Columbia College Chicago has graciously invited John to be part of their internationally-known Story Week event, being held in Chicago this coming week.
Here’s all the info from Columbia about readings, screenings, and signings on March 21-23.
Filmmaker John Sayles
Visits Story Week
The work of John Sayles has been integral to the development of independent film in the United States. Beginning with his first feature, Return of the Secaucus 7, his movies have helped define the “other” that exists beyond Hollywood. Despite an unwillingness to tailor his subject matter and style to the dictates of the mainstream, he has managed to direct sixteen feature films, including his most recent film, Honeydripper (2007), which starred Danny Glover. His seventeenth feature, Amigo, was filmed in the Philippines in early 2010.
His novel A Moment in The Sun, set during the same period as Amigo, in the Philippines, Cuba, and the US, was released in 2011 by Dave Egger’s publishing house, McSweeney’s. Sayles was recently honored with the Ian McLellan Hunter Award for Lifetime Achievement by the Writer’s Guild of America.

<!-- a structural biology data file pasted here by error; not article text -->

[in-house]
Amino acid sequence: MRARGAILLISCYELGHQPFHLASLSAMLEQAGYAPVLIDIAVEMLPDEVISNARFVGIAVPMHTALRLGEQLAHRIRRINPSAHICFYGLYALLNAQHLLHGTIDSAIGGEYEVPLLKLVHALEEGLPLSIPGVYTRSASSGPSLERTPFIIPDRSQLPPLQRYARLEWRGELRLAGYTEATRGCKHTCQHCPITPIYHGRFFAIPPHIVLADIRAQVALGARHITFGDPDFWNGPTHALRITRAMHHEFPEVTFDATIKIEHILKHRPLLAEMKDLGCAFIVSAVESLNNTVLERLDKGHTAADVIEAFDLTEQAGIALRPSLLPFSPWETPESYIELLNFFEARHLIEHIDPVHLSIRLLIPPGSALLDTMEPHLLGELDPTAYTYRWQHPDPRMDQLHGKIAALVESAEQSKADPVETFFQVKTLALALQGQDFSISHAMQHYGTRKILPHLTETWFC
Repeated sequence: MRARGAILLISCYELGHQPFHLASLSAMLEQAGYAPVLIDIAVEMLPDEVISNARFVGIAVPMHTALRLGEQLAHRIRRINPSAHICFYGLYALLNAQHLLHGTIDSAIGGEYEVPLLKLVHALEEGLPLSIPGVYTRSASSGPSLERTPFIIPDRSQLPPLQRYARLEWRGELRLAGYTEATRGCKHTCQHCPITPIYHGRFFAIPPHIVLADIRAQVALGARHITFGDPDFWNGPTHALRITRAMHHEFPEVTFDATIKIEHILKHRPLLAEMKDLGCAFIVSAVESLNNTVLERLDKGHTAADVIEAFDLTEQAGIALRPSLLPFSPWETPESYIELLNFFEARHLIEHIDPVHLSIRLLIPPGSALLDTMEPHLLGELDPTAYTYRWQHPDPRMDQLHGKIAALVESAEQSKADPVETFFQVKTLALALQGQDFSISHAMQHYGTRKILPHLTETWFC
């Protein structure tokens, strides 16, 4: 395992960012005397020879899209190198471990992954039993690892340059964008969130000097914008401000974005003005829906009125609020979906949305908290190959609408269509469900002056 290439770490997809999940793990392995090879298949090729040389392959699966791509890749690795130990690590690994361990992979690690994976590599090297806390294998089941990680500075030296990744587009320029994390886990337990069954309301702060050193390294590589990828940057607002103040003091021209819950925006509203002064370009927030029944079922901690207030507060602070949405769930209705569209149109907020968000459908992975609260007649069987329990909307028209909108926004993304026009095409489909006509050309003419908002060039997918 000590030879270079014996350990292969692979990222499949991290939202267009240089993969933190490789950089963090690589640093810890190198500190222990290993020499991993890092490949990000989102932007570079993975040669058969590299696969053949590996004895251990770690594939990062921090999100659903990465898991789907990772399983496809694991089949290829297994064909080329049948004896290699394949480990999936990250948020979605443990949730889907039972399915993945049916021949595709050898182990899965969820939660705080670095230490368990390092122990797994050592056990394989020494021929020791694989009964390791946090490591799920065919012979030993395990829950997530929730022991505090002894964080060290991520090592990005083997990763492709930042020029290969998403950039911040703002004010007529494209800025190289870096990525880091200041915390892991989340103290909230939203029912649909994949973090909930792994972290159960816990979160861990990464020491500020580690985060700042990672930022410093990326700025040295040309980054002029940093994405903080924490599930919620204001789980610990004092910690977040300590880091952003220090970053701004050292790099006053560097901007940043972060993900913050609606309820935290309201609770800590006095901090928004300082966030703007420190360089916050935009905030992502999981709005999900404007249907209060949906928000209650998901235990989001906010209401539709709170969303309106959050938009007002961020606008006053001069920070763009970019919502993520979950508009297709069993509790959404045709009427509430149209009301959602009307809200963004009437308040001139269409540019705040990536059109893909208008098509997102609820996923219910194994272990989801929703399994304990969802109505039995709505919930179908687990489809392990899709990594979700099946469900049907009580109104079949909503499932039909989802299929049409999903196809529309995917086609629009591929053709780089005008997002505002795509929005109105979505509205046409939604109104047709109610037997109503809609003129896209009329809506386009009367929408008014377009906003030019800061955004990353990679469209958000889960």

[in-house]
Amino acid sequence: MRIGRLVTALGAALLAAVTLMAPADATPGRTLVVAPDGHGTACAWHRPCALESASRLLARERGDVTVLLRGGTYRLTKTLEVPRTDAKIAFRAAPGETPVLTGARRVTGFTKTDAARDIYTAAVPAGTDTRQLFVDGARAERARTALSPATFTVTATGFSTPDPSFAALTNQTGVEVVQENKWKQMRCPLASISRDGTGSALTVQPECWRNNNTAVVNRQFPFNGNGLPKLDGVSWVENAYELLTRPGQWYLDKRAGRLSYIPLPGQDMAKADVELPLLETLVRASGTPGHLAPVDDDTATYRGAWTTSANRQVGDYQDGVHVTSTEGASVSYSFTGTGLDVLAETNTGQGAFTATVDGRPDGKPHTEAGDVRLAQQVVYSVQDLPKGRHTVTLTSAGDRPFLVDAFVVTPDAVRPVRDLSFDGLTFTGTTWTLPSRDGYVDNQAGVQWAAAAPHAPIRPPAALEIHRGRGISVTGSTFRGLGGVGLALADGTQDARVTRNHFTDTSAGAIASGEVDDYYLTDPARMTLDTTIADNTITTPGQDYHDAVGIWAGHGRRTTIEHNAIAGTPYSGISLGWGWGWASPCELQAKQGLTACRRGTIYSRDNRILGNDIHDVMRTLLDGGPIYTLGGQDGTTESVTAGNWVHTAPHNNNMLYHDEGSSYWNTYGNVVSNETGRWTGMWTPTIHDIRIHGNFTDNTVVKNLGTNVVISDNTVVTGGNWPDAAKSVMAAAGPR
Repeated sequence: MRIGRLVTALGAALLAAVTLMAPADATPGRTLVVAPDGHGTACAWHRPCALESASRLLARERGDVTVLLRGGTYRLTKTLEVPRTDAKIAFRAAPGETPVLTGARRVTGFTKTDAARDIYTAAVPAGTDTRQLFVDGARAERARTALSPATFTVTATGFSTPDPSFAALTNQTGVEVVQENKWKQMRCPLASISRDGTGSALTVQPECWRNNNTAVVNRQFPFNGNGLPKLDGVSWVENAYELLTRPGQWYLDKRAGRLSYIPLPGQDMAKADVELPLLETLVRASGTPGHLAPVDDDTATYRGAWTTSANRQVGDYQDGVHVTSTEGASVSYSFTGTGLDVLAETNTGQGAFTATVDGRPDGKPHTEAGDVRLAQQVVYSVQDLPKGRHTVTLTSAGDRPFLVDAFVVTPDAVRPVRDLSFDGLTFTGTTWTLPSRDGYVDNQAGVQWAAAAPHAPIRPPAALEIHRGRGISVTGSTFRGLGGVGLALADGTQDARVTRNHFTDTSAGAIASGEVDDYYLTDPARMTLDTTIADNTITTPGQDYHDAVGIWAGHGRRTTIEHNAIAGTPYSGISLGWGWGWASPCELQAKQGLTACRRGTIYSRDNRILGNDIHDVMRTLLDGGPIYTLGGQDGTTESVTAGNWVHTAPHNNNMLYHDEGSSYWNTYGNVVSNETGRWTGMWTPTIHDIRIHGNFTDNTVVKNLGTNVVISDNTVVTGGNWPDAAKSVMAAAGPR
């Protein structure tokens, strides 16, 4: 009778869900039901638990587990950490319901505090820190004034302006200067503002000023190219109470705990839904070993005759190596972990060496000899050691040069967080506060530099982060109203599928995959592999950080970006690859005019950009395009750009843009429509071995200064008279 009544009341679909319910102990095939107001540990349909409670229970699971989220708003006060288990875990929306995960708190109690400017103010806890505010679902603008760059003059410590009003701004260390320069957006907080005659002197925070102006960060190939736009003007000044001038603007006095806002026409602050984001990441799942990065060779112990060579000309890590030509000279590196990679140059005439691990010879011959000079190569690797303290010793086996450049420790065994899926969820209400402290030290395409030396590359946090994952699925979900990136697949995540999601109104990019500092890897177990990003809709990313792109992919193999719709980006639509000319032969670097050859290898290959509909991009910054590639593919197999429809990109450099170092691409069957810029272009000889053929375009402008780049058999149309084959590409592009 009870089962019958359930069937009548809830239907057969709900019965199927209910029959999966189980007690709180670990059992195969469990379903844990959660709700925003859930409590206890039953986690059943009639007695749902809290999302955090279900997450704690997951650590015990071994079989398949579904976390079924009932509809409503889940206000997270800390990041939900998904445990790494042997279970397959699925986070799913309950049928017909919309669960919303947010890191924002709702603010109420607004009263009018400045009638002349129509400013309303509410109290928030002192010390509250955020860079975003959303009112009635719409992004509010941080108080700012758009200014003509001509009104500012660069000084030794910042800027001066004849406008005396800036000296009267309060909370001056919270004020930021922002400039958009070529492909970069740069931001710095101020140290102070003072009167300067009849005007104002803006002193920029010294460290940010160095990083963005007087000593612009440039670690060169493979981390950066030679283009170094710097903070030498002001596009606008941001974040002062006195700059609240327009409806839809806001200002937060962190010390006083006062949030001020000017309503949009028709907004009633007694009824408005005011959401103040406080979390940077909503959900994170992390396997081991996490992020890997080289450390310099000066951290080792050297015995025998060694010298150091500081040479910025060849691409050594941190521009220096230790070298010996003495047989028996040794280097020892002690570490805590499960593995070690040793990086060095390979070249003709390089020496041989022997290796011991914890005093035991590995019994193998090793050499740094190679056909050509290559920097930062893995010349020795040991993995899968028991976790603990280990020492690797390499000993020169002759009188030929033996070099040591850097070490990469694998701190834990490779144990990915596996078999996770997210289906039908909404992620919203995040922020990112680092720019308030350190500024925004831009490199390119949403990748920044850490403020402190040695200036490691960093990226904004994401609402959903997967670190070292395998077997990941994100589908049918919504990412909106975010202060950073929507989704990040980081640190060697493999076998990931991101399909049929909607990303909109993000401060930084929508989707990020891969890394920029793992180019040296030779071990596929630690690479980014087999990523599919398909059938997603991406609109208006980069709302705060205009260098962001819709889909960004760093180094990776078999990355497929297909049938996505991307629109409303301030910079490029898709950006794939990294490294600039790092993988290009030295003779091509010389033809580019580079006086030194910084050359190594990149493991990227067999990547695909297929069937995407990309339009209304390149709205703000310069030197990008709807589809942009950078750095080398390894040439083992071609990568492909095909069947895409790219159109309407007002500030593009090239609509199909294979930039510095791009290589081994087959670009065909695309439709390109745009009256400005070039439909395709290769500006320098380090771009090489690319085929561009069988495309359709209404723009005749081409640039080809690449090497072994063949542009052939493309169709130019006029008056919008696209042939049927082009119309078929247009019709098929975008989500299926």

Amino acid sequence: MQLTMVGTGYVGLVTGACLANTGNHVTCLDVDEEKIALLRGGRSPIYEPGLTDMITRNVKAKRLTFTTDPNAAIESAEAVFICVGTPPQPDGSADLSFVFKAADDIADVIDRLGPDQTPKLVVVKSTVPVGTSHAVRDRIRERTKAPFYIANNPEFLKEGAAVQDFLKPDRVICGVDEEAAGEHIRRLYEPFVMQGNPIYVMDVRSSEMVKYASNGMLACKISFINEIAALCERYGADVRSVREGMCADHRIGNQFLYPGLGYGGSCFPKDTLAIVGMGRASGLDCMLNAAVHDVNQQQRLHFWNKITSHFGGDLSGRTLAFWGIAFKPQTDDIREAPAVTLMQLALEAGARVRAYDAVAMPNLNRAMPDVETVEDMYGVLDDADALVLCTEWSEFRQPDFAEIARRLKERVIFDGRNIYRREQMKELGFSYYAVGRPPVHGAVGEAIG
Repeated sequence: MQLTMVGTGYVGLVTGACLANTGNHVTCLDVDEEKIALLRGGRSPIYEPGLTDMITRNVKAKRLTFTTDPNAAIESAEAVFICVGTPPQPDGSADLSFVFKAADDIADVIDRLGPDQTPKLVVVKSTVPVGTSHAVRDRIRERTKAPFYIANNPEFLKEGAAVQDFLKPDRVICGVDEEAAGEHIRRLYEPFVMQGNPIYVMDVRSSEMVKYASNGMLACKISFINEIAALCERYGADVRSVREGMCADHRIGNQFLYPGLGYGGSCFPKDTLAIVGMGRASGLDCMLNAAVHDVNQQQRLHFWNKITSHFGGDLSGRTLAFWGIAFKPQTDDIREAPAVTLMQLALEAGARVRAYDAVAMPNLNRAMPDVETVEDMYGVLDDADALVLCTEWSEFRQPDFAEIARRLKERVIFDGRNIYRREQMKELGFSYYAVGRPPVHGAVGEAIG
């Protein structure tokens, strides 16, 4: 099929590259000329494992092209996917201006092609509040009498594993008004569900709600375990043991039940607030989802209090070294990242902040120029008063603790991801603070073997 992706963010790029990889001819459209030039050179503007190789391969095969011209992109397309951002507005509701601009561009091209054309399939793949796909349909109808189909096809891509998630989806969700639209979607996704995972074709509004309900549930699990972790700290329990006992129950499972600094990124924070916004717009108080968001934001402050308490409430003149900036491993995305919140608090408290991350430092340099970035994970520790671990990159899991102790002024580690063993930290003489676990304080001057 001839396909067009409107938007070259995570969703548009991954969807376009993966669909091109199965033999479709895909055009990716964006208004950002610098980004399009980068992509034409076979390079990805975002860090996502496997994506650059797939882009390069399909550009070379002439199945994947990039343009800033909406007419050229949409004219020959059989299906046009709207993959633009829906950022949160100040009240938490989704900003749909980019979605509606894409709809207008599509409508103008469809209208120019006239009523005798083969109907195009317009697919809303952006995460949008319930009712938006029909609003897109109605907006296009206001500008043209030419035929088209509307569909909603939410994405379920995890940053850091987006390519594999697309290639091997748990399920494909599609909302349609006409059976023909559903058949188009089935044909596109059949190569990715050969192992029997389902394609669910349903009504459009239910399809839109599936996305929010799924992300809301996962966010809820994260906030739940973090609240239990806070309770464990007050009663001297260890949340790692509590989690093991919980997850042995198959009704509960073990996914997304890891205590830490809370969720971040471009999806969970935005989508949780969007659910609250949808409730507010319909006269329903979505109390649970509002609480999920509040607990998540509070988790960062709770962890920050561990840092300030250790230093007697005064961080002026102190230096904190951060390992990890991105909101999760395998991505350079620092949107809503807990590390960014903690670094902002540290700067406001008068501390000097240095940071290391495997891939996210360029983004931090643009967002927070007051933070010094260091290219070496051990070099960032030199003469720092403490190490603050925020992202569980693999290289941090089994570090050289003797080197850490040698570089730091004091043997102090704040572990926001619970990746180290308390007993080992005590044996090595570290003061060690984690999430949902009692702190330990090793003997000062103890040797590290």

Co-Sponsored by the Fiction Writing and Film & Video Departments:
Wednesday, March 21 at 4 pm
Screening/Q&A with John Sayles, Filmmaker Hosts: F&V faculty member Dan Rybicky and F&V Chair Bruce Sheridan Film Row Cinema, 1104 S. Wabash, 8th Floor
Thursday, March 22 at 1 pm Reading/Conversation/Signing with John Sayles, A Moment in the Sun Hosts: FW faculty member Randall Albers and F&V Chair Bruce Sheridan Film Row Cinema, 1104 S. Wabash, 8th Floor
Thursday, March 22 at 6 pm Literary Rock & Roll: American Dreamers Readings and Signings including John Sayles Metro Chicago (all ages), 3730 N. Clark
For more information, visit the Story Week page.
From March 18 through March 23, 2012, the Columbia College Chicago Fiction Writing Department presents the sixteenth annual Story Week Festival of Writers with a feast of readings, panels, and performances celebrating the written word. All events are free and open to the general public. 2012’s theme “Surviving the American Dream” was chosen to provoke some serious questioning and prompt new thinking about the future of our country, as well as the future of creative work.